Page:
Today’s bandwidth expectations mean that Category 5 is strategically dead. The Category 5 Enhanced (5e) standards, which should have been ratified in August and may be finalized at November’s committee meeting, specify new measurements that provide more margins for 100BaseTX and ATM-155 traffic. Critically, Category 5e standards make reliable Gigabit Ethernet connections possible. But many structured cabling suppliers argue that Category 5e is only an interim solution on the road to Category 6, which will support at least 200 MHz; in the interests of sufficient operating margin, the IEEE is requesting a 250-MHz Category 6 specification. Despite the fact that the Category 6 standards are only at draft stage, manufacturers are offering a host of products and claiming that these products comply with the draft proposals.
What is a category 6 cable? Out of the three cable categories (Cat-5, Cat-5e & Cat-6), Category 6 is the most advanced and provides the best performance. Just like Cat 5 and Cat 5e, Category 6 cable is typically made up of four twisted pairs of copper wire, but its capabilities far exceed those of other cable types because of one particular structural difference: a longitudinal separator. This separator isolates each of the four pairs of twisted wire from the others, which reduces crosstalk, allows for faster data transfer, and gives Category 6 cable twice the bandwidth of Cat 5! Cat 6 cable is ideal for supporting 10 Gigabit Ethernet, and is able to operate at up to 250 MHz. Since technology and standards are constantly evolving, Cat 6 is the wisest choice of cable when taking any possible future updates to your network into consideration. Not only is Category 6 cable future-safe, it is also backward-compatible with any previously-existing Cat 5 and Cat 5e cabling found in older installations.
Category 6, (ANSI/TIA/EIA-568-B.2-1) is a cable standard for Gigabit Ethernet and other network protocols that is backward compatible with the Category 5, category 5e and Category 3 cable standards. Cat-6 features more stringent specifications for crosstalk and system noise. The cable standard is suitable for 10BASE-T / 100BASE-TX and 1000BASE-T (Gigabit Ethernet) and is expected to suit the 10000BASE-T (10Gigabit Ethernet) standards. It provides performance of up to 250 MHz.
The cable contains four twisted copper wire pairs, just like earlier copper cable standards. Although Cat-6 is sometimes made with 23 gauge wire, this is not a requirement; the ANSI/TIA-568-B.2-1 specification states the cable may be made with 22 to 24 AWG gauge wire, so long as the cable meets the specified testing standards. When used as a patch cable, Cat-6 is normally terminated in 8P8C often incorrectly referred to as “RJ-45″ electrical connectors. Some Cat-6 cables are too large and may be difficult to attach to 8P8C connectors without a special modular piece and are technically not standard compliant. If components of the various cable standards are intermixed, the performance of the signal path will be limited to that of the lowest category. As with all cables defined by TIA/EIA-568-B, the maximum allowed length of a Cat-6 horizontal cable is 90 meters (295 feet). A complete channel (horizontal cable plus cords on either end) is allowed to be up to 100 meters in length, depending upon the ratio of cord length: horizontal cable length.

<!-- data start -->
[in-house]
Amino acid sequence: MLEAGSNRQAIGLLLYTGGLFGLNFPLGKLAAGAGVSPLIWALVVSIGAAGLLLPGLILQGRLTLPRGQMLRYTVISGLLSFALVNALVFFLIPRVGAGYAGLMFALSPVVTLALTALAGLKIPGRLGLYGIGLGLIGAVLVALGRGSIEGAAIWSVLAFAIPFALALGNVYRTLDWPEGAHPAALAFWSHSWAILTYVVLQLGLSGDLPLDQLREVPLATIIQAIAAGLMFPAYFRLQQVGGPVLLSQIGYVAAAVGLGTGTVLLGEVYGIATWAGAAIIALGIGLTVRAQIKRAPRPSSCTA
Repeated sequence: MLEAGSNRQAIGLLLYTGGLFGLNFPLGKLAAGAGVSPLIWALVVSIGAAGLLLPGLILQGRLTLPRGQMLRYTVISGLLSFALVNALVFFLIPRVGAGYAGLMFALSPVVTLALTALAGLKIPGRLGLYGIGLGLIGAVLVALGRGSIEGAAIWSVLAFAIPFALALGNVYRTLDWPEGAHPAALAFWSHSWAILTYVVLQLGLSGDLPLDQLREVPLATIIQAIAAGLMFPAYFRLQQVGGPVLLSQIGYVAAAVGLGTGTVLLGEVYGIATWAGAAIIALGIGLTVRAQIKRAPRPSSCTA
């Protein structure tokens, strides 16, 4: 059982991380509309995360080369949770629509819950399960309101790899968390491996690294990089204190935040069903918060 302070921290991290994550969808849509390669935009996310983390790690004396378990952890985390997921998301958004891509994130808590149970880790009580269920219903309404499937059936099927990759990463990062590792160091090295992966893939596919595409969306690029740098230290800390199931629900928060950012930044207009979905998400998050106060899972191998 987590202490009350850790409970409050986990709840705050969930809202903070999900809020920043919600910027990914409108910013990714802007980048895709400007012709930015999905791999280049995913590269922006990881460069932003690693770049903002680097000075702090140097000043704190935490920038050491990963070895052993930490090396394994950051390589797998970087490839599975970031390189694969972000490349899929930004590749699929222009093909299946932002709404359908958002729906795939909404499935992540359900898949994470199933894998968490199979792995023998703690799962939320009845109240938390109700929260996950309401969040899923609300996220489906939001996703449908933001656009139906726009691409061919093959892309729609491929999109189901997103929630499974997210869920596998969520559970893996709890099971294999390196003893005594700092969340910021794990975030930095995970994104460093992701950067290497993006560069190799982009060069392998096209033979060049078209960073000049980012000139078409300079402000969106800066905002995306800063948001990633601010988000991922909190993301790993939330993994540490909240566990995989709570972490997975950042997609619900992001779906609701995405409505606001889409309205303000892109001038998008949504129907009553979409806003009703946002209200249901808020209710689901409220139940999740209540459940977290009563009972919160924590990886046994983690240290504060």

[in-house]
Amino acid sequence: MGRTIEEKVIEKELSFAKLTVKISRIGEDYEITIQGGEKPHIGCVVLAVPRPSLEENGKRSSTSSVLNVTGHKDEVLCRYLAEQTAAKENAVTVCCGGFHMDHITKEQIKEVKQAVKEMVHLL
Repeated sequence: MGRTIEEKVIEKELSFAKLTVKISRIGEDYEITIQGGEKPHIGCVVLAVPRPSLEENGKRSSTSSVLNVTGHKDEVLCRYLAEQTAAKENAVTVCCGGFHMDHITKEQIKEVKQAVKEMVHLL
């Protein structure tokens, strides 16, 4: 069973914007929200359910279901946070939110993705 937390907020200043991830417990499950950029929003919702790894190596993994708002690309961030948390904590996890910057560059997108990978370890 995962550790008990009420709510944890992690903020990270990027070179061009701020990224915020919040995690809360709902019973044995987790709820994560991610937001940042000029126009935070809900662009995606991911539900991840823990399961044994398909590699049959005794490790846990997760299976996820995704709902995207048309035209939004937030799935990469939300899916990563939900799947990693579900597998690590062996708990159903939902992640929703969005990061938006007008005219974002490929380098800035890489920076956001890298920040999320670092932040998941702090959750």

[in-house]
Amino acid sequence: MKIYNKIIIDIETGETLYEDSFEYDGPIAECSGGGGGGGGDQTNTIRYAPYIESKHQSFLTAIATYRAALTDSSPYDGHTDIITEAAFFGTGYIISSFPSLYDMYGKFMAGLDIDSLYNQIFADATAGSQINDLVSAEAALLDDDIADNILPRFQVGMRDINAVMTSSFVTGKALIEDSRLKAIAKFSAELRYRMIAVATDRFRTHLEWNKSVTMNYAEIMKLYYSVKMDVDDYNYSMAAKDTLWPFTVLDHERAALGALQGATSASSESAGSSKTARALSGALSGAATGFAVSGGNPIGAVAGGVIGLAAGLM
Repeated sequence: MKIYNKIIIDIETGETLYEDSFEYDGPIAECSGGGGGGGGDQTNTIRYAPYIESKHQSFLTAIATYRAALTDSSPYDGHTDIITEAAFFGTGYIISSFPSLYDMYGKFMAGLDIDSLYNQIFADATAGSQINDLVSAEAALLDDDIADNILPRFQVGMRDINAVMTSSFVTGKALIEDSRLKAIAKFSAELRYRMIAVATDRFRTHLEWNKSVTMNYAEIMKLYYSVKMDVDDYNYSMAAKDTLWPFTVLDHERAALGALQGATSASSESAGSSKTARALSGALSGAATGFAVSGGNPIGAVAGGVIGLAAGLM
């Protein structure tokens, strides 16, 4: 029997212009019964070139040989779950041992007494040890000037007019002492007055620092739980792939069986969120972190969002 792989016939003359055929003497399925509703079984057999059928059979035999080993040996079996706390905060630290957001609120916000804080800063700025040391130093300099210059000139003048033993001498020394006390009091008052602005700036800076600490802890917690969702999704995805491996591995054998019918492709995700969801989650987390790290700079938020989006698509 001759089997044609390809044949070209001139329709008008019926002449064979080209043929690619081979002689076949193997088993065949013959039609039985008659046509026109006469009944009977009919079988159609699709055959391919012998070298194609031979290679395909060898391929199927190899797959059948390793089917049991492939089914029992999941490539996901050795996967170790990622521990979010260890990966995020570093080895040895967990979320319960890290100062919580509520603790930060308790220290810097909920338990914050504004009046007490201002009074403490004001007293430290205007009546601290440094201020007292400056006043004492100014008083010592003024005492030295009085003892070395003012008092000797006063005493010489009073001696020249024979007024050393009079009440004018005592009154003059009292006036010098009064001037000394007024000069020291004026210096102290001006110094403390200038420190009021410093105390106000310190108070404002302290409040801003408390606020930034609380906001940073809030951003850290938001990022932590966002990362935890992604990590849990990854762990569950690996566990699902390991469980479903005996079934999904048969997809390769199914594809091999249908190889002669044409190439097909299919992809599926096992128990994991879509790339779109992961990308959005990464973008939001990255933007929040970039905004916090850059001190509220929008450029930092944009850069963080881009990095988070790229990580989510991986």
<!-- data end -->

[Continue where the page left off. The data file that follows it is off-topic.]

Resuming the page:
The cable is terminated in either the T568A scheme or the T568B scheme. It doesn’t make any difference which is used, as they are both straight through (pin 1 to 1, pin 2 to 2, etc). Mixed cable types should not be connected in serial, as the impedance per pair differs and would cause signal degradation. To connect two Ethernet units of the same type (PC to PC, or hub to hub, for example) a cross over cable should be used, though some modern hardware can use either type of cable automatically.
Return loss measures the ratio of reflected-to-transmitted signal strength and is the single most difficult test to repeat with consistent results; at Category 6 levels, the difference between a pass and a fail can be the amount of bend in a test cord. Return loss is also causing headaches for connector manufacturers, because the RJ-45 system isn’t up to the job. The final stumbling block with Category 5e ratification concerns the RJ-45 hardware; Category 6 is committed to RJ-45 for backward compatibility, but the ISO’s proposed Category 7 system will have a new and as-yet-unspecified connector to accompany its revised cabling. Today, the return loss problem explains why manufacturers of Category 6 hardware, which is supposed to be interoperable, claim Category 6 performance only if you use the manufacturers’ matched parts throughout a channel link.
The Telecommunications Industry Association (TIA) is working to complete a new specification that will define enhanced performance standards for unshielded twisted pair cable systems. Draft specification ANSI/TIA/EIA-568-B.2-10 specifies cable systems, called “Augmented Category 6” or more frequently as “Category 6a”, that operates at frequencies up to 500 MHz and will provide up to 10 Gbit/s bandwidth. The new specification has limits on alien crosstalk in cabling systems.
Augmented Category 6 specifies cable operating at minimum frequency of 500 MHz, for both shielded and unshielded. It can support future 10 Gb/s applications up to the maximum distance of 100 meters on a 4-connector channel.